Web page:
Daniel frowns for a moment. “Your therapist asked you if you had met your mother by chance, on the street, and she was only a complete stranger, would you still want to know her? You had no answer then, but now that you’ve thought about it…”

“Let me think on it.” I’m typing up everything on the reflection thus far, and by the time I’ve done, I have my answer. “My mother is good fifty percent of the time,” I say. “But the rest of the time, I find myself wanting someone else. One who would love me without judging me.” I inhale, and for the first time today, I know how I feel immediately. I feel dread. “If my mother was a stranger, I wouldn’t want to know her,” I whisper. “Not as a friend anyway. I wouldn’t trust her not to turn on me.”

Daniel’s arm goes around me. “It’s like a coin flip,” he says to me. “There’s half of them that’s good, and makes you feel horrible at the thought of hurting them. And on the other side of the coin, they make you feel pain, and you want nothing more than to just get away.”

For a moment, I’m just looking at Daniel’s face. His eyes look green at the moment, the same colour as my blazer. Sometimes they look gold, like an autumn leaf, or grey like a cloud. Sometimes they even look blue, though when you focus, it turns out it’s only a different shade of green, a trick constructed by all that surrounds him.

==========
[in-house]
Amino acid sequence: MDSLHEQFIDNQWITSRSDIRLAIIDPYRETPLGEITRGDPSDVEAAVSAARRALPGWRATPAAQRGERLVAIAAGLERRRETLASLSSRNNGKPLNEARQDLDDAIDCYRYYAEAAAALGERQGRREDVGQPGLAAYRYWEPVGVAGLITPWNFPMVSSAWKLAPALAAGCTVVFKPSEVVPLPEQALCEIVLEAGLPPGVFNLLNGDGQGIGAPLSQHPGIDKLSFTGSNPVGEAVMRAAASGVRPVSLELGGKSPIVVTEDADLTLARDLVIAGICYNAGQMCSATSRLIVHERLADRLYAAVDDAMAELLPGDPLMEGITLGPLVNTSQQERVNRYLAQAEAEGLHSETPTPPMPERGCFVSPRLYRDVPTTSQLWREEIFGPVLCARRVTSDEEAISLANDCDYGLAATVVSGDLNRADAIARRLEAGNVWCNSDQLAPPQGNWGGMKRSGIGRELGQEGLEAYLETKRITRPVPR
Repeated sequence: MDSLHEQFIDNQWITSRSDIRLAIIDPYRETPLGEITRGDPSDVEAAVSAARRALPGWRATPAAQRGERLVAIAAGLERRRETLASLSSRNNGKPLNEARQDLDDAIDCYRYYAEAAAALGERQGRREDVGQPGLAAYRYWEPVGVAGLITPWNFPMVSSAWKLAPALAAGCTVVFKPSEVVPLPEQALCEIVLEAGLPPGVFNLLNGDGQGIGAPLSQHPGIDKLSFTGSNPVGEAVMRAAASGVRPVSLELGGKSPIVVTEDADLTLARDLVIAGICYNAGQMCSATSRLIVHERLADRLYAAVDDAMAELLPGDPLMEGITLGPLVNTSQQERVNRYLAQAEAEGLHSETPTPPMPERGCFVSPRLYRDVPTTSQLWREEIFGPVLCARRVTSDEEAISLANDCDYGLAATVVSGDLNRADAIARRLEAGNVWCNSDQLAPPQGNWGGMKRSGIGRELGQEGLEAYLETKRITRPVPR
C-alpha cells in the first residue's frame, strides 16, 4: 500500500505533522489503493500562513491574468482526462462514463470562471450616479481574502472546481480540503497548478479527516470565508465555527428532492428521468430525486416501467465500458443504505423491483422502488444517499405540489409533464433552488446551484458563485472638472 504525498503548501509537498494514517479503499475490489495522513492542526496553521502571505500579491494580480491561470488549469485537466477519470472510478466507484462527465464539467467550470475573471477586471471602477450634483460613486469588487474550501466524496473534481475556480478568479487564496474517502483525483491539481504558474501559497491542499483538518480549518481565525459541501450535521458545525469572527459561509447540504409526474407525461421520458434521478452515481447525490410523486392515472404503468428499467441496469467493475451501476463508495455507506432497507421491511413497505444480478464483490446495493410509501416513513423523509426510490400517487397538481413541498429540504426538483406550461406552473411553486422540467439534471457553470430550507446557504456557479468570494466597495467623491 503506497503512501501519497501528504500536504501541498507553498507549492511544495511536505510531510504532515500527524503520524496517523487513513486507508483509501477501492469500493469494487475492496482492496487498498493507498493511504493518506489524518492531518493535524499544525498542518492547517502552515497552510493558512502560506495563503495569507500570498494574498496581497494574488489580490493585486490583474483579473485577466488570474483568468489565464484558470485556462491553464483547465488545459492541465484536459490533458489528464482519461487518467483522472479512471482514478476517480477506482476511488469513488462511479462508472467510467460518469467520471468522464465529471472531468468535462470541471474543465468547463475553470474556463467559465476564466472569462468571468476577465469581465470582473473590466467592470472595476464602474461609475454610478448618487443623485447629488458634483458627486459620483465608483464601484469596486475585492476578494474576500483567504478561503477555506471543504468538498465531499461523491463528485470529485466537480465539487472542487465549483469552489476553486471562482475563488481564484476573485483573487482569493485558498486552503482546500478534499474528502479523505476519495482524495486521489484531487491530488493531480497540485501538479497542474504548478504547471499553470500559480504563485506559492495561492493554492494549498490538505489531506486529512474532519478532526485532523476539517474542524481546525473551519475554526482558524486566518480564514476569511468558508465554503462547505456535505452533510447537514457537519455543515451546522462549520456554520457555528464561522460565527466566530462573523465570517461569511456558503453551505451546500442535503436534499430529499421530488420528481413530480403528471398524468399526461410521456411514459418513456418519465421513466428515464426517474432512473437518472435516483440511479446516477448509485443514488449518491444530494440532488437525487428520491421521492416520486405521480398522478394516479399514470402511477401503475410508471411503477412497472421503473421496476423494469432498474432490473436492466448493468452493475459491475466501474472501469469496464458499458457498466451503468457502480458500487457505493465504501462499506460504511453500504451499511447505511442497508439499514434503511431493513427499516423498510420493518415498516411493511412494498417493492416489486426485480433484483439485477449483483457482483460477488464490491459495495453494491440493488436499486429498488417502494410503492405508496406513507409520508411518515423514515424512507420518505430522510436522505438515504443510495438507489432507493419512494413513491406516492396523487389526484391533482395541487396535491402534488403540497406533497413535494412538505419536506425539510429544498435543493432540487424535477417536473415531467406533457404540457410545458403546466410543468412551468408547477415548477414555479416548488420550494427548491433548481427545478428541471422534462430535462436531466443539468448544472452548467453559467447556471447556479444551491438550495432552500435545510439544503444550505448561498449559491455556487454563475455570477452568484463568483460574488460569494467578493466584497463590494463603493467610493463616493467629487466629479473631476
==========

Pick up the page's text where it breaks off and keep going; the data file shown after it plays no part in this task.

They’re my eyes. My eyes match neither my mother’s or my father’s, they’re uniquely mine. And I see myself when I see Daniel, and our matching eyes. But he says everything I can’t, loud and clear. He’s arrogant, he often torments me, but then he turns around and saves me when I need it most.

Can you get to a point where you actually care for someone who’s a figment of your imagination?

I take that moment to run, and for whatever reason he has, he doesn’t follow, this strange delusion of mine.
________________________________________________________________________________

Another Daily Prompt Challenge. I read this after I had my appointment with Lee, and I decided to write this up.

We had talked about things like how I believed a mother should act toward her child, and I found myself making contrasts between my mother and how I would be toward my child. The more I think, the less I have in common with my parents, and sometimes I worry what would happen if I distanced myself from them all together.

To see the newest dpChallenge, check the link below.
http://dailypost.wordpress.com/2013/09/16/writing-challenge-dialogue/

And Internet is finally back, thank god.

Mad Cat.